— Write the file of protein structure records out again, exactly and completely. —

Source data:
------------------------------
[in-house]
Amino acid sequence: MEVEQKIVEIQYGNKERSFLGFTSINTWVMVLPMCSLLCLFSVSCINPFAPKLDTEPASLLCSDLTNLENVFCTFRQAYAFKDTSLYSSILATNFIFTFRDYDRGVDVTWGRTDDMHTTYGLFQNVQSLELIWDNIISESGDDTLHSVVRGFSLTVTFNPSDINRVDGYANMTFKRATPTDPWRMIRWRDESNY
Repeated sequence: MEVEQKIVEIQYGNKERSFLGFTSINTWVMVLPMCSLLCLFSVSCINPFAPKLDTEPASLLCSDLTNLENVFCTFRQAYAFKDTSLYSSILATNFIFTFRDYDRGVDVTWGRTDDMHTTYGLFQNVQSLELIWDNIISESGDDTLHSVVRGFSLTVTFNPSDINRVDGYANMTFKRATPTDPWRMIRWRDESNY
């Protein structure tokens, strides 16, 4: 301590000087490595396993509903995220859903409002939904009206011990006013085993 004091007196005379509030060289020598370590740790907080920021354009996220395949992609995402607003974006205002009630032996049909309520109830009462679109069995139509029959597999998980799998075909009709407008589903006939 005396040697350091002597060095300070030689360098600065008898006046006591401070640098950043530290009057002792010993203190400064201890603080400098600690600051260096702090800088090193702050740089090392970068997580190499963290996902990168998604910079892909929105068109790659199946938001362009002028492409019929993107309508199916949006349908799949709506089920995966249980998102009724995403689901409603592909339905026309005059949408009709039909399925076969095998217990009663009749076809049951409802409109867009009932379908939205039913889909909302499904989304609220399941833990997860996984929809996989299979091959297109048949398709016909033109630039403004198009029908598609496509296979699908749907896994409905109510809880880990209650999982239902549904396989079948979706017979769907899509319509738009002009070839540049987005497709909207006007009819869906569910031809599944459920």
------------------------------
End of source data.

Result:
[in-house]
Amino acid sequence: MEVEQKIVEIQYGNKERSFLGFTSINTWVMVLPMCSLLCLFSVSCINPFAPKLDTEPASLLCSDLTNLENVFCTFRQAYAFKDTSLYSSILATNFIFTFRDYDRGVDVTWGRTDDMHTTYGLFQNVQSLELIWDNIISESGDDTLHSVVRGFSLTVTFNPSDINRVDGYANMTFKRATPTDPWRMIRWRDESNY
Repeated sequence: MEVEQKIVEIQYGNKERSFLGFTSINTWVMVLPMCSLLCLFSVSCINPFAPKLDTEPASLLCSDLTNLENVFCTFRQAYAFKDTSLYSSILATNFIFTFRDYDRGVDVTWGRTDDMHTTYGLFQNVQSLELIWDNIISESGDDTLHSVVRGFSLTVTFNPSDINRVDGYANMTFKRATPTDPWRMIRWRDESNY
């Protein structure tokens, strides 16, 4: 301590000087490595396993509903995220859903409002939904009206011990006013085993 004091007196005379509030060289020598370590740790907080920021354009996220395949992609995402607003974006205002009630032996049909309520109830009462679109069995139509029959597999998980799998075909009709407008589903006939 005396040697350091002597060095300070030689360098600065008898006046006591401070640098950043530290009057002792010993203190400064201890603080400098600690600051260096702090800088090193702050740089090392970068997580190499963290996902990168998604910079892909929105068109790659199946938001362009002028492409019929993107309508199916949006349908799949709506089920995966249980998102009724995403689901409603592909339905026309005059949408009709039909399925076969095998217990009663009749076809049951409802409109867009009932379908939205039913889909909302499904989304609220399941833990997860996984929809996989299979091959297109048949398709016909033109630039403004198009029908598609496509296979699908749907896994409905109510809880880990209650999982239902549904396989079948979706017979769907899509319509738009002009070839540049987005497709909207006007009819869906569910031809599944459920």